Invoking Inner Tranquility: Buddhist Chanting and Meditation Ven. Jian Wei, Ven. Jian Hu, Ven. Jian Tan, Ven. Jian Zong, Ven. Jian Ying (Saturday, 5 Dec., 8:00–9:00 AM)
The Parliament offered several sessions on Ch’an Buddhism, and the one on Tuesday morning focused on inner tranquility. Four monks and a nun with shaven heads and brown robes conducted this morning observance. They were all associated with the Chung Tai Ch’an Monastery in Taiwan, founded by the Grand Master Wei Chueh. Two of them currently serve at branches in the Western United States.
Ch’an Buddhism flourished in China around the 8th century and then spread to Japan as Zen, to Korea as Seon, to Vietnam, and more recently to many countries in the West. Ch’an and other forms of Buddhist meditation are found to calm the mind, reduce stress and anxiety, relieve depression, and enhance life with positive attitudes such as peacefulness and tolerance. The purpose of meditation is to clear the mind and reflect inwardly on the innate Buddha nature, which is the source of true wisdom and joy.
The five monastics radiated a tranquility suggesting that their methods really work.
The morning’s meditation, led by the Ven. Jian Hu, consisted of four steps. First we were instructed to sit upright but with the body relaxed. The handout described the lotus posture, which we, seated on chairs, could not assume in the conference room. Next Jian Hu showed how to put the hands into the diamond mudraa, which is effective for meditation. This is accomplished by making the right hand into a fist that holds both the right and the left thumbs; then the four fingers of the left hand cover the right fingers. The hands, thus joined, are allowed to rest near the abdomen. Then he told us to keep the head erect, the chin slightly down, and the eyes lowered, looking down naturally. If the eyes are wide open, there is a danger of distraction; if they are fully closed, there is the possibility of sleep. Finally, the mouth should wear a slight smile.
The second aspect of this meditation concerns the breath. We were told to breathe through the nose, not the mouth. Breathing should be quiet, free-flowing, slow, deep, and even. To keep the focus on the breath, we were told to count the out-breaths: one, two, three, four, five, and so on.
The third step consists of calming the mind. There were two instructions: just concentrate on your breathing, and do not judge, reflect, or analyze. In other words, simply observe the moment in which you find yourself.
Fourth, to end the meditation, we were told to move the head, shoulders, and body slowly, then to rub the palms together gently and to massage the face, ears, neck, body, and legs. To come out of the lotus posture the handout advised to take three deep breaths, each time leaning forward and massaging the legs on the out-breath, and not to stand up immediately if the legs are sore or asleep.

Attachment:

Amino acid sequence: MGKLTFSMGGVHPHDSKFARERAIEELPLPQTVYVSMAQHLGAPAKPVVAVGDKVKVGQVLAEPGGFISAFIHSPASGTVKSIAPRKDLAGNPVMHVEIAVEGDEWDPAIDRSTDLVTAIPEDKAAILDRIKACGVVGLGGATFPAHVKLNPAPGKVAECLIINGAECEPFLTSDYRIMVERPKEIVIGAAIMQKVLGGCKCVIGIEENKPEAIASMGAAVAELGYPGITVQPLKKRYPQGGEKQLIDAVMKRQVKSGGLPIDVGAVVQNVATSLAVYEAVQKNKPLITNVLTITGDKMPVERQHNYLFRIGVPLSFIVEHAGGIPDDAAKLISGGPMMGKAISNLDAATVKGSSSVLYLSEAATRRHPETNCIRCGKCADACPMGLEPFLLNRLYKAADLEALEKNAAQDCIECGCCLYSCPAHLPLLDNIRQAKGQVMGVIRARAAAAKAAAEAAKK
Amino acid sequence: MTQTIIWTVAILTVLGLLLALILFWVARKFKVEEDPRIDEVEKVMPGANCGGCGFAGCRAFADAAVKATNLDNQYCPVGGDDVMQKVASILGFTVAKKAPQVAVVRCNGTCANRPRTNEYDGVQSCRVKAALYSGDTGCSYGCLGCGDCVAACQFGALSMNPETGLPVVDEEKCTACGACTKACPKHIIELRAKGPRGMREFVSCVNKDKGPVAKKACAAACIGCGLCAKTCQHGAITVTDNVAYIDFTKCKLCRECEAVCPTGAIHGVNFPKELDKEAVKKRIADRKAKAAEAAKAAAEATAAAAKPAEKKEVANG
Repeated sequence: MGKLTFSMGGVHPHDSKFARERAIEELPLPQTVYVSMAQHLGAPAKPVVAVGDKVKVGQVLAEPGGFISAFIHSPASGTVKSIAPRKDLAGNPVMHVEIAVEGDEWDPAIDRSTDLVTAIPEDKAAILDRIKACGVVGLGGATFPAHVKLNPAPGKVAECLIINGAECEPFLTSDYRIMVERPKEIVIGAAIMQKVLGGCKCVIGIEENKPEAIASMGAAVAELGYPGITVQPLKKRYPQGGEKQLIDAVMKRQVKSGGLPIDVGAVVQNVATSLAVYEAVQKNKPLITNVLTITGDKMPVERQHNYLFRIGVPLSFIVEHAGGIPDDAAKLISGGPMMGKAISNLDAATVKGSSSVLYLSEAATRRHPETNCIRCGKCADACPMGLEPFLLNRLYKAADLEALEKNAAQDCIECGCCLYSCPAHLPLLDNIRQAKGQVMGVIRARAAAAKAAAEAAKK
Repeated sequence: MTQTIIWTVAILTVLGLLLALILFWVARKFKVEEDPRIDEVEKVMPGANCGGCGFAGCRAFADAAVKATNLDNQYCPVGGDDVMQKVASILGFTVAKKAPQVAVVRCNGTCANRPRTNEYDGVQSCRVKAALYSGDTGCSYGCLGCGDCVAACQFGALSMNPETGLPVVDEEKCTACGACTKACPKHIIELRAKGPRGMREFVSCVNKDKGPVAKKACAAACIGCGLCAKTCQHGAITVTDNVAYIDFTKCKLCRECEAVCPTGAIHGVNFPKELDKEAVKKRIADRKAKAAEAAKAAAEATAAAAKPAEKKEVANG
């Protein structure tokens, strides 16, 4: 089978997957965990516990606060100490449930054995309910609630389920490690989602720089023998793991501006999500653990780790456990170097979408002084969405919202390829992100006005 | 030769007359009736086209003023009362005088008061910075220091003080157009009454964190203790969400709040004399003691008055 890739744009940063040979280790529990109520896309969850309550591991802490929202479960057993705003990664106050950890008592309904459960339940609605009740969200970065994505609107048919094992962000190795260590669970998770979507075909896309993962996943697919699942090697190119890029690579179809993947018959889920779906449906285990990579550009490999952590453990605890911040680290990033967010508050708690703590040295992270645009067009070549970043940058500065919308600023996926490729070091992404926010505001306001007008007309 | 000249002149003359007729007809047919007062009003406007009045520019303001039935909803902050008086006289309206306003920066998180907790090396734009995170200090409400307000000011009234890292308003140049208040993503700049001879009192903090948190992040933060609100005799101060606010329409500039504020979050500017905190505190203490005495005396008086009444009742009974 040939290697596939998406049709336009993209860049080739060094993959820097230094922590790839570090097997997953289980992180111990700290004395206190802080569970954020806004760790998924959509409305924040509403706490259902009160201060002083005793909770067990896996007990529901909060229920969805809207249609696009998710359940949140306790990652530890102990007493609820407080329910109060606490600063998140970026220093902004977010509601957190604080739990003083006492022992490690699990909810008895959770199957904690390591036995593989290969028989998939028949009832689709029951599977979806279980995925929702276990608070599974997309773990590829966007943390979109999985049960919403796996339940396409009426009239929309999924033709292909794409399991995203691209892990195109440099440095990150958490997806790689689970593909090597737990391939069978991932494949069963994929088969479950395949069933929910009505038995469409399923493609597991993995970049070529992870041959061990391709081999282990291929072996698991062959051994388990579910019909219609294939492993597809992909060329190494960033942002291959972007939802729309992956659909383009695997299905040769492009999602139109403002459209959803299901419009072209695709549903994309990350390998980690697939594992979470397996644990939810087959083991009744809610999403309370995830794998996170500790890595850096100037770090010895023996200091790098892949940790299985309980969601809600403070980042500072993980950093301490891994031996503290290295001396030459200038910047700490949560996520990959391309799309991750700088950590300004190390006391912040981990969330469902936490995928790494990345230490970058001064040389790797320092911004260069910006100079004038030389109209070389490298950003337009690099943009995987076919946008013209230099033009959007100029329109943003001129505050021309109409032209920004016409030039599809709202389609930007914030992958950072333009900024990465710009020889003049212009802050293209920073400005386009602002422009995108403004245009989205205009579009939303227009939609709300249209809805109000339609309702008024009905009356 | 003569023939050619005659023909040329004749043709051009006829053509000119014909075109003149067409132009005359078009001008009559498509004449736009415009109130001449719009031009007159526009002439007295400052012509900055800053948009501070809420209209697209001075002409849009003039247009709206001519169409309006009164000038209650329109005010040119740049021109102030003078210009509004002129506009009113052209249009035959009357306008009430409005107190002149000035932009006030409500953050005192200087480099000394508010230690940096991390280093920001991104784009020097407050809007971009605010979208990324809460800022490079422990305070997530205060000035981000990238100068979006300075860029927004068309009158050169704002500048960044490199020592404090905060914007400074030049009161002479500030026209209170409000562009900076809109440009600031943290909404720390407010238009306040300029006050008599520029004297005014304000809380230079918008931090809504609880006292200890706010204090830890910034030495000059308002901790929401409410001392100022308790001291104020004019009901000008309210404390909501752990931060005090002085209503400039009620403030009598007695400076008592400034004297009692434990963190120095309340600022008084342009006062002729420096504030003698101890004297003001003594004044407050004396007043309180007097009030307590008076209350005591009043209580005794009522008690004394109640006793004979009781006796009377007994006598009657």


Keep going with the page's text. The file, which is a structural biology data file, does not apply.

The handout also contained further information. Besides the simple practice of watching the breath, it mentioned other ways to meditate, such as contemplative meditation, chanting, prostration, and even a walking meditation. Walking meditation consists of holding the palms down, looking straight ahead, and focusing on the act of walking—where the foot is being placed. The idea is to think of nothing else and always to stay in the present moment.
“Essentially meditation is mindfulness and being mindful of what you are doing,” the handout read. Also, “The keystone to successful meditation is daily practice. Let mindfulness become a way of life.”
With One Voice (film) (Sunday, 6 Dec., 9:30–11:00 AM)
The description of this film is the filmmakers’ own: “With One Voice brings together mystics from fourteen different spiritual traditions to share their perspectives on the unifying truth that transcends all religions. In this seventy-eight minute documentary, these awakened teachers address profound questions about life and love, the existence of God, the path to spiritual awakening and the way to true peace in the world. Through their words and compelling presence, they ask us to look within our own hearts and listen deeply, so we too can join the conversation and speak With One Voice.”
The intent was to create a dialogue between contemporary mystics of many spiritual lineages—Hindu, Buddhist, Taoist, Jewish, Christian, Muslim, and others. Whether they speak of God, Divine Reality, or the Absolute, or call it by any other name, those who have experienced it directly speak of the indescribable One that links and transcends all religions.
What is mysticism? The film begins by letting 22 spiritual leaders give their answers, then proceeds to explore the topic lucidly, finally showing how the experience of the Divine can lead to a better world. The images are often breathtaking, and their beauty is matched by the excellence of the voice-over script that links the interview segments. The overall impression is one of authenticity.